There are principles that govern our life at work, here are seven inevitable ones that are important to know in order to manage our tasks and projects in the best conditions...
- Parkinson's law : The law of time which lengthens duration -
As with the gas law : « All work increases until it fully occupies the time allocated to it. » This fundamental law applies to the management of time, but also to that of our career and our life. When we don't set a deadline for completing a task or making a decision, it goes on forever. Because, the more time we have to do something, the more time we take to make it happen (sometimes we even lose sight of it).
THE SOLUTION : Reason in terms of objectives and not in terms of tasks. So ASAP does not mean anything, we must specify the real deadline to be respected, we can start a note or a memo with its conclusion, etc.
- Douglas law : The law of crowding -
« The more room we have, the more we spread out. » This is the space equivalent of Parkinson's Law for time. The more space around us and the more cupboards we have to put some order, the more we tend to spread out our things. Our office is more like a storage area than a workspace, our e-mail box is overloaded with folders and sub-folders. All this having the consequences that we waste time finding useful information.
THE SOLUTION : Reduce and restrict our storage areas.
- Illich's Law : The law of ineffective doggedness -
« Beyond a certain threshold, human efficiency decreases until it becomes negative. » Whether in the office, at school or at home, beyond 90 minutes our attention/concentration plummets. It is therefore useless to schedule 3-hour meetings, to fight in vain against a file that resists us, to swallow a sandwich in front of our screen at noon to move forward... The day without a break does not make us more efficient, we stupidly free dive in front of our PC. It is not by putting more people on a project that it will make it move forward faster (on the contrary, too many interveners kill the intervention).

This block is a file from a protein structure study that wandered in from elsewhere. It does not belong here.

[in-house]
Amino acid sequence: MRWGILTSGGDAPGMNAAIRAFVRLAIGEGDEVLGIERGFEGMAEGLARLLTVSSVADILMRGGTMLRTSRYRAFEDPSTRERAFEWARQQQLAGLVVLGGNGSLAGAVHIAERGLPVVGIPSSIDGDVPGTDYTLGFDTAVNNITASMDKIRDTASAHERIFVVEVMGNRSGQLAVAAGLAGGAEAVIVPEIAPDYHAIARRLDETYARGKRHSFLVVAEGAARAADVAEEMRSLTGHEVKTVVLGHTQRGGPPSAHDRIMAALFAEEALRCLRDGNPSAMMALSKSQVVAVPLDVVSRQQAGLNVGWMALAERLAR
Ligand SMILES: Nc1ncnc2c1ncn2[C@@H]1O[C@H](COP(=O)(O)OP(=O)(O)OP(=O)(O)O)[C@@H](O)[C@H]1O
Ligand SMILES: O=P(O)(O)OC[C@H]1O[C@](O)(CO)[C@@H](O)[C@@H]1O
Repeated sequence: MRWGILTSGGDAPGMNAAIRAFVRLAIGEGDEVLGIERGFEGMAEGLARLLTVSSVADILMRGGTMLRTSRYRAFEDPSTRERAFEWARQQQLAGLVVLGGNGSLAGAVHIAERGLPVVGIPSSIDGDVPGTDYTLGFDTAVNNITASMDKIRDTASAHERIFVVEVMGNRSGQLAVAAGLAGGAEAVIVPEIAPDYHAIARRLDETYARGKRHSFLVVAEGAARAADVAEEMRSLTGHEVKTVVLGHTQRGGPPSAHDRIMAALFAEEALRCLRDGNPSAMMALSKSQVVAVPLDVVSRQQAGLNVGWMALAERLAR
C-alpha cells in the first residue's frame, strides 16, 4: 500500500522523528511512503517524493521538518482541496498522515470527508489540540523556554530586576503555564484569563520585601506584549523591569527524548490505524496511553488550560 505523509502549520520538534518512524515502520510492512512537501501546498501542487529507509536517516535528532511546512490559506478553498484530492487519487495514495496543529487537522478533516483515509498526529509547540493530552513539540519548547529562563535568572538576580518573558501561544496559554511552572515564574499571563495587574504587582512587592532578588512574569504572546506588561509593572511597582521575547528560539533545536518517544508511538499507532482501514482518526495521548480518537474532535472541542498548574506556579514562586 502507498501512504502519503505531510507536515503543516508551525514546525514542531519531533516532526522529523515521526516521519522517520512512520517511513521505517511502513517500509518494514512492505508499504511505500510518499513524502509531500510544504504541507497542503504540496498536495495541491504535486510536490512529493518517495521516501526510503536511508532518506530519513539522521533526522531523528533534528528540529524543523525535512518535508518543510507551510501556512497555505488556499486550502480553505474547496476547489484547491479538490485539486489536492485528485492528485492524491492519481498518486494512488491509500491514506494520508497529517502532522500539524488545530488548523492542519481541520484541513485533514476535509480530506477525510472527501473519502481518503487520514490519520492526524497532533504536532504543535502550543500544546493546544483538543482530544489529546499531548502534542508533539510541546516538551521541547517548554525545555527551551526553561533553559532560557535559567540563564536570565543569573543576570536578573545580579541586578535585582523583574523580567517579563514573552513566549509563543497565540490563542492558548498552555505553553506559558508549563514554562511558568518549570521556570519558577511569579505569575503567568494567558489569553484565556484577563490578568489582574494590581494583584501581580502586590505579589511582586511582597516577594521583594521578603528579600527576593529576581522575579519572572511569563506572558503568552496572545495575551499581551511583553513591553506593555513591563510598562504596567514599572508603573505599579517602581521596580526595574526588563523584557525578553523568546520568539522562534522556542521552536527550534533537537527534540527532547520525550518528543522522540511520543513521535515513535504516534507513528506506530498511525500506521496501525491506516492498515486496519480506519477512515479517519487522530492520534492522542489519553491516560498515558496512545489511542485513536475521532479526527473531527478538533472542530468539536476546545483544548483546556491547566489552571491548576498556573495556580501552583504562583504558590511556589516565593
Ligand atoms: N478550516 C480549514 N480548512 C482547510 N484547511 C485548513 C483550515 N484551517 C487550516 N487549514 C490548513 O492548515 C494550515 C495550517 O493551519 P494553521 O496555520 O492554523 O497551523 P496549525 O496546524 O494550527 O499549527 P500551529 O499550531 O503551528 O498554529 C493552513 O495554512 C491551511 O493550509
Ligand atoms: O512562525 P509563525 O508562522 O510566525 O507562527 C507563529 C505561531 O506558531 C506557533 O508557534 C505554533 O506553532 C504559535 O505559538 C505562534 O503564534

THE SOLUTION : Take breaks and schedule work blocks of 90 minutes maximum. In between, let's go have a coffee, a tea or even better a breath of fresh air.
- Carlson's Law : The law of disturbed work -
« The time lost because of the interruption of a task is greater than the time of the interruption. » Any work interrupted (by a request, a discussion, hallway noise, the phone ringing, etc.) is less efficient than continuous work. For two good reasons:
1. Overall, it takes the brain three minutes to reconnect to the task.
2. Once distracted, our minds are tempted to wander, especially if the file is tedious (the coffee maker, reading the poster and chatting will become more interesting and important than our work).
THE SOLUTION : Isolate ourselves. Let's close our doors, put our phones on answering machine, turn off the beeps for new emails, and resist distraction when we have an important task that demands our full attention.
- Pareto law: The law of 20-80s -
« The essential takes 20% of the time and space, the accessory 80%. » This multiplier coefficient comes from the builders of pyramids, who calculated the minimum energy required to lift the stone blocks. It applies to many areas : 80% of the company capital is achieved by 20% of customers or 80% of processed tasks are in 20% of the time.
THE SOLUTION : To spare our strength, it is better to focus on what is worth the effort and which is really a priority. And Vade Retro perfectionism, micro-management.
- Confucius law : The law of untransmissible experience -
« Why the value does not await the number of years. » The fashion for « best practices » is a fantasy and « Believe in my experience » kills innovation. We are in the age of copy and paste which leads us to repeat the same mistakes more quickly. However, what is true for a situation does not necessarily apply to others.
THE SOLUTION : Leave room for imagination. Rather than copying the way of doing things established because the company has been doing this way for 15 years, let’s check if there really isn’t a way to proceed more quickly and efficiently (and why not by taking inspiration from what is already in place).
- Murphy’s Law: The law of the unforeseen –
« Anything that can go wrong, will go wrong. » There will always be a glitch when we least expect it : discovering that our passport is invalid, once arrived at the airport, the car breaks down while we have an important meeting, the hassles that goes one after another.
THE SOLUTION : Anticipate better or practice intelligent paranoia. Explorers, for example, have appendicitis surgery before leaving, in case there is no doctor where they are going. On big projects, experts prepare back-plans by imagining the worst that can happen.
Taking these principles into account can help us improve our engagement and performance within our professional and even personal team.
What do you think?